"The public never really gets a handle on what goes on behind the scenes and we can't really talk about that," he said.

After 25 years at the office, including 18 years as DA, Gallegos said he's no stranger to public pressure. He said the heat he took for the case dismissals did not factor into his early retirement announcement, which takes effect July 31.

"I've been through big cases before," he said. "I've handled media controversy before and handled media before. I'm not going to squawk and cry about it."

In March 2016, the New Mexico Supreme Court reprimanded Gallegos and a former prosecutor-turned-district-court-judge, Emilio Chavez, for illegally issuing subpoenas in an armed robbery case at Kit Carson Electric that was reopened in 2018.

But Gallegos has also recorded many victories throughout his long career with the district attorney’s office.

In 2018, Gallegos’ office obtained a first-degree murder conviction against Brandon Lopez for the 2016 murder of Destiny Valdez. Last month, Lopez was sentenced to life in prison for the crime.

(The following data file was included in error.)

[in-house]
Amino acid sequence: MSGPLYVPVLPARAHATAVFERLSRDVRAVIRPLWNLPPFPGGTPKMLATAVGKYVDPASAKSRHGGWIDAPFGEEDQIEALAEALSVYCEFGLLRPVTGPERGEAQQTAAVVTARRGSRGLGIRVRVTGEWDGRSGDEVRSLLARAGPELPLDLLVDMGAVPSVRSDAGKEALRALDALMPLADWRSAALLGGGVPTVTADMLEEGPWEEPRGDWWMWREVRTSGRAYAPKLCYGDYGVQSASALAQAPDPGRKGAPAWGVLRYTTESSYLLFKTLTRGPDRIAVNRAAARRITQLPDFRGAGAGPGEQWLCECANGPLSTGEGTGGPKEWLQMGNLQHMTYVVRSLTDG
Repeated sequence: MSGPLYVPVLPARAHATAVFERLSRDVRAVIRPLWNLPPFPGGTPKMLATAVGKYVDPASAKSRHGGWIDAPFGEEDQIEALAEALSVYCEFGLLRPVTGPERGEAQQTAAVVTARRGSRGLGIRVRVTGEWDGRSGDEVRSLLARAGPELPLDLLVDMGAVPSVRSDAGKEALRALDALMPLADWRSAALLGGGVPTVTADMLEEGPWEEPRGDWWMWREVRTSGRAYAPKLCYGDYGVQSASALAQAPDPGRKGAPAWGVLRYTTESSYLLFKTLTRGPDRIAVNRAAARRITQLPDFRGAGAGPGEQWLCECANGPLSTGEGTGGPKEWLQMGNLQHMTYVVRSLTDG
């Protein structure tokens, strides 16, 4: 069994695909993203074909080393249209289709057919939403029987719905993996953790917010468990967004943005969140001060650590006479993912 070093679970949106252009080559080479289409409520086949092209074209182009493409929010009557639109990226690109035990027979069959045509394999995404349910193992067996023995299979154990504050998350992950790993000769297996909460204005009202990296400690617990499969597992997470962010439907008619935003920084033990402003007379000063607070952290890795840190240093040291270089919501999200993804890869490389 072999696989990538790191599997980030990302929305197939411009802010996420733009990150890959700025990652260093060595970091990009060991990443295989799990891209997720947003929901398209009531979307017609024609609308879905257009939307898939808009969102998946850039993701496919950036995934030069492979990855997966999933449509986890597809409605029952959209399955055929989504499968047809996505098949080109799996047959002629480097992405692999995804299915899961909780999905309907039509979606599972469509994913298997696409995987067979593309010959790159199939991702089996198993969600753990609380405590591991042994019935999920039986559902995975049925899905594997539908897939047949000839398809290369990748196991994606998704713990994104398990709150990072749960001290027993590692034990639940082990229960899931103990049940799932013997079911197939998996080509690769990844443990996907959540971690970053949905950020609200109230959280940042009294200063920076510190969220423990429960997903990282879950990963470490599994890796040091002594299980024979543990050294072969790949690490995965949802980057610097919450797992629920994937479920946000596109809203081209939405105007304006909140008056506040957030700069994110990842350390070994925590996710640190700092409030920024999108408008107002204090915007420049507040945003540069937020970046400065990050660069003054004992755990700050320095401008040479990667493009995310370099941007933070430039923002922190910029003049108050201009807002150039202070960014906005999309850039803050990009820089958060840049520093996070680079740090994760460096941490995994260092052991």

While many defendants have been sentenced through plea agreements – which the public often believes are overused by the DA’s office – plea deals are a common method used to resolve a majority of cases not only in Taos County, but throughout the state and country, as well.

Gallegos was also not the only one to receive criticism over the compound cases.

In February, Sarah Backus, a former Taos District Court judge who denied a motion to hold the five defendants in jail before trial, also announced her early retirement after receiving a string of death threats for a ruling many people thought was incorrect.

Gallegos said he still expects his office will refile charges against the five after the federal cases are resolved.

Although law enforcement agencies in Taos County have sometimes clashed with Gallegos and his prosecutors over their handling of cases their officers investigate, law enforcement heads said they wished Gallegos well in his retirement.